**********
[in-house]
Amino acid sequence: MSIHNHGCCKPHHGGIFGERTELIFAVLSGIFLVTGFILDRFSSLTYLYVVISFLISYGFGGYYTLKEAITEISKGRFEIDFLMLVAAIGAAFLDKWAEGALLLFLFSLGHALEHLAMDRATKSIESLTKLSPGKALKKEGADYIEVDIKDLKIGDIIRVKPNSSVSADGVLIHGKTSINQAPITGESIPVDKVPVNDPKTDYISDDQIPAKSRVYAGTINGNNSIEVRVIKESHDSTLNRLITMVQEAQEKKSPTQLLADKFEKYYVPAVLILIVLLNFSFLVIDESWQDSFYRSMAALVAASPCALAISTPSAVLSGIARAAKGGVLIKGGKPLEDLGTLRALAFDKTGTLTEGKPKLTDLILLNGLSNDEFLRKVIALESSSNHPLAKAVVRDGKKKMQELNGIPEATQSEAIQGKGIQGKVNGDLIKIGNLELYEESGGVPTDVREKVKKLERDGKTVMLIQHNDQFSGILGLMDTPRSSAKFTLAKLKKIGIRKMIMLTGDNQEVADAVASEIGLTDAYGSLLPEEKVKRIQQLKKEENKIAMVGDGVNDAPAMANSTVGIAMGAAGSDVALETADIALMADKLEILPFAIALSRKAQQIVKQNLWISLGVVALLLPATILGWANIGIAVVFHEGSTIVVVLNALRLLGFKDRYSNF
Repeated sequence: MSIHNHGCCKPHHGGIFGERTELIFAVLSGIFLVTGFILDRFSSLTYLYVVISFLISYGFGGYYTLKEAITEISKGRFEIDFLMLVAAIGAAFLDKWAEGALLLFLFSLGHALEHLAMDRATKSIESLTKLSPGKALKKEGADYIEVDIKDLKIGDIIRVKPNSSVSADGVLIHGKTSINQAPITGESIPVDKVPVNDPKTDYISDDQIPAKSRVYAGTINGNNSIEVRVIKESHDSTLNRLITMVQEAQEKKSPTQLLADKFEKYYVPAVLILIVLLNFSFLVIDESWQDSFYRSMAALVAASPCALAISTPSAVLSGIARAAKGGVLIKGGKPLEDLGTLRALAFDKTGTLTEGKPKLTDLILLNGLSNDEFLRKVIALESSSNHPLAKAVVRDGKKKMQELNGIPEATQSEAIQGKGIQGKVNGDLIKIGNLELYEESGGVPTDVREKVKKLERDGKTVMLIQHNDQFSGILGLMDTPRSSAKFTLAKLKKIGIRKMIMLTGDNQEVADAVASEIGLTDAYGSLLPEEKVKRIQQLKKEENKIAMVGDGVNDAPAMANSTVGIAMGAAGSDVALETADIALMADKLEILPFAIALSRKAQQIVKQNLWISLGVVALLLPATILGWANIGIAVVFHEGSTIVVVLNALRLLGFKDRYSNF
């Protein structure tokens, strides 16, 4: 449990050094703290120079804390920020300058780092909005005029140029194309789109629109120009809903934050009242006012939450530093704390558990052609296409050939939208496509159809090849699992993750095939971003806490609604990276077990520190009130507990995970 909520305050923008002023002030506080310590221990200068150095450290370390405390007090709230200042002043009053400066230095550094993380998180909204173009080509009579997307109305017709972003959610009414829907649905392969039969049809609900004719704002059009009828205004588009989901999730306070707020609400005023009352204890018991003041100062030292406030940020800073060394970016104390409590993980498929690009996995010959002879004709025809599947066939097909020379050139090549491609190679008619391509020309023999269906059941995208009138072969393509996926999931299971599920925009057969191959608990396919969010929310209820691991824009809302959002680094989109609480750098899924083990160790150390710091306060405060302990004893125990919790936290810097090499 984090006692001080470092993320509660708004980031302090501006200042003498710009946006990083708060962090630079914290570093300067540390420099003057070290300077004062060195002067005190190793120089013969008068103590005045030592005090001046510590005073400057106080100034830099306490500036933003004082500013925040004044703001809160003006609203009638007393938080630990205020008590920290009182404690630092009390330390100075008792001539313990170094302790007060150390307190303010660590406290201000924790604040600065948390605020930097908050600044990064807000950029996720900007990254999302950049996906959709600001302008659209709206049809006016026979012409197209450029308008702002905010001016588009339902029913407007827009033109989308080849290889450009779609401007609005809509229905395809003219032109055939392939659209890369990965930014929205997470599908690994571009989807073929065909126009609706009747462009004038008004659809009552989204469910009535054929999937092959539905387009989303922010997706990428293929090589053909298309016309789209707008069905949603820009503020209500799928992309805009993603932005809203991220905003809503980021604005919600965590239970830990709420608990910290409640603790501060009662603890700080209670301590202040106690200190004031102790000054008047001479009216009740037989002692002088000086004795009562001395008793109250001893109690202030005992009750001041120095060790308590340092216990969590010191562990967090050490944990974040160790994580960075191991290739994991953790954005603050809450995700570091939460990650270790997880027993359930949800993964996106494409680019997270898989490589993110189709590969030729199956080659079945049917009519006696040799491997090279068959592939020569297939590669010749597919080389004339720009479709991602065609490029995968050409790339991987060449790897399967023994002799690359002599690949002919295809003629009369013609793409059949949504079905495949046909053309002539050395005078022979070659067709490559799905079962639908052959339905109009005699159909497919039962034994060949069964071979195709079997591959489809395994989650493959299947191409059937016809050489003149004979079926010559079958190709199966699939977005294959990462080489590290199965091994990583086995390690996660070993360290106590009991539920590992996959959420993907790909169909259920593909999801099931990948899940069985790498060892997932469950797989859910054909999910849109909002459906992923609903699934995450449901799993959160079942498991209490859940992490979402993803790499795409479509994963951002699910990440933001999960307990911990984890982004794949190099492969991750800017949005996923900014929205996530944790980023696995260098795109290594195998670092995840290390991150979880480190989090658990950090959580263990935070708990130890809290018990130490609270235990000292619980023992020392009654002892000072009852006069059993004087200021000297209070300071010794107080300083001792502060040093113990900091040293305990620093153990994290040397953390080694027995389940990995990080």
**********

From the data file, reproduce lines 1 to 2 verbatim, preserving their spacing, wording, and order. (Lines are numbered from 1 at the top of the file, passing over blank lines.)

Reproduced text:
[in-house]
Amino acid sequence: MSIHNHGCCKPHHGGIFGERTELIFAVLSGIFLVTGFILDRFSSLTYLYVVISFLISYGFGGYYTLKEAITEISKGRFEIDFLMLVAAIGAAFLDKWAEGALLLFLFSLGHALEHLAMDRATKSIESLTKLSPGKALKKEGADYIEVDIKDLKIGDIIRVKPNSSVSADGVLIHGKTSINQAPITGESIPVDKVPVNDPKTDYISDDQIPAKSRVYAGTINGNNSIEVRVIKESHDSTLNRLITMVQEAQEKKSPTQLLADKFEKYYVPAVLILIVLLNFSFLVIDESWQDSFYRSMAALVAASPCALAISTPSAVLSGIARAAKGGVLIKGGKPLEDLGTLRALAFDKTGTLTEGKPKLTDLILLNGLSNDEFLRKVIALESSSNHPLAKAVVRDGKKKMQELNGIPEATQSEAIQGKGIQGKVNGDLIKIGNLELYEESGGVPTDVREKVKKLERDGKTVMLIQHNDQFSGILGLMDTPRSSAKFTLAKLKKIGIRKMIMLTGDNQEVADAVASEIGLTDAYGSLLPEEKVKRIQQLKKEENKIAMVGDGVNDAPAMANSTVGIAMGAAGSDVALETADIALMADKLEILPFAIALSRKAQQIVKQNLWISLGVVALLLPATILGWANIGIAVVFHEGSTIVVVLNALRLLGFKDRYSNF